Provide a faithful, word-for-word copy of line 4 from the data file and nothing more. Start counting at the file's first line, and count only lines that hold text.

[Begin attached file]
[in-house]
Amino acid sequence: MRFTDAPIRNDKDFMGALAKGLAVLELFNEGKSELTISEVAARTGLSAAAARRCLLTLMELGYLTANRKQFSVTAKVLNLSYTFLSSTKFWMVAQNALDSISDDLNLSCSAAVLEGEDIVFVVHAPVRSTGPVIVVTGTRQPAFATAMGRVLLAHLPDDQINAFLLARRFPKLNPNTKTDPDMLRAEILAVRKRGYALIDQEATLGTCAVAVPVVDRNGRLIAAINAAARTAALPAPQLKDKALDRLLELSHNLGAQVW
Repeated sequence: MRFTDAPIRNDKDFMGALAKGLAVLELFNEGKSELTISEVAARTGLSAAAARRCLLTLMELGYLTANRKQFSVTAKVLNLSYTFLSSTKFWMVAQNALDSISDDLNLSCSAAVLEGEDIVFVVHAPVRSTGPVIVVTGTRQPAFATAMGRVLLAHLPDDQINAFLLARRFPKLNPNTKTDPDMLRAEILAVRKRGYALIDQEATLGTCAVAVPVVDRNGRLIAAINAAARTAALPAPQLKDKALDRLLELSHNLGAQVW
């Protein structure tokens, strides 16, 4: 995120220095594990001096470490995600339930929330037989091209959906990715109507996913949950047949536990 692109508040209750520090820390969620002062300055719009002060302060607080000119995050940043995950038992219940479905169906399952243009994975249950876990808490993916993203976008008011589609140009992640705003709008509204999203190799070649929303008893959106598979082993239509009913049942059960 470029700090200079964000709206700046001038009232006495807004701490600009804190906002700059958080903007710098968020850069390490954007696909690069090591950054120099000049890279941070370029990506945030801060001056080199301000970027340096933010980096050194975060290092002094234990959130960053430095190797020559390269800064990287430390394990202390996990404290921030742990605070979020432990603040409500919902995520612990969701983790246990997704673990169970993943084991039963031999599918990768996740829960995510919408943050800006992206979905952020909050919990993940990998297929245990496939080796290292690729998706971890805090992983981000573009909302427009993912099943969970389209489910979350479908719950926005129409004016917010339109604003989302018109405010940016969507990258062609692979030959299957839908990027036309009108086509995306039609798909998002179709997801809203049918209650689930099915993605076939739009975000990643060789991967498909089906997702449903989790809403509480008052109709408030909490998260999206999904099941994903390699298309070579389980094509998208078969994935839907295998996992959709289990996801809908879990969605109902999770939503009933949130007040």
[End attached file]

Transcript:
């Protein structure tokens, strides 16, 4: 995120220095594990001096470490995600339930929330037989091209959906990715109507996913949950047949536990 692109508040209750520090820390969620002062300055719009002060302060607080000119995050940043995950038992219940479905169906399952243009994975249950876990808490993916993203976008008011589609140009992640705003709008509204999203190799070649929303008893959106598979082993239509009913049942059960 470029700090200079964000709206700046001038009232006495807004701490600009804190906002700059958080903007710098968020850069390490954007696909690069090591950054120099000049890279941070370029990506945030801060001056080199301000970027340096933010980096050194975060290092002094234990959130960053430095190797020559390269800064990287430390394990202390996990404290921030742990605070979020432990603040409500919902995520612990969701983790246990997704673990169970993943084991039963031999599918990768996740829960995510919408943050800006992206979905952020909050919990993940990998297929245990496939080796290292690729998706971890805090992983981000573009909302427009993912099943969970389209489910979350479908719950926005129409004016917010339109604003989302018109405010940016969507990258062609692979030959299957839908990027036309009108086509995306039609798909998002179709997801809203049918209650689930099915993605076939739009975000990643060789991967498909089906997702449903989790809403509480008052109709408030909490998260999206999904099941994903390699298309070579389980094509998208078969994935839907295998996992959709289990996801809908879990969605109902999770939503009933949130007040």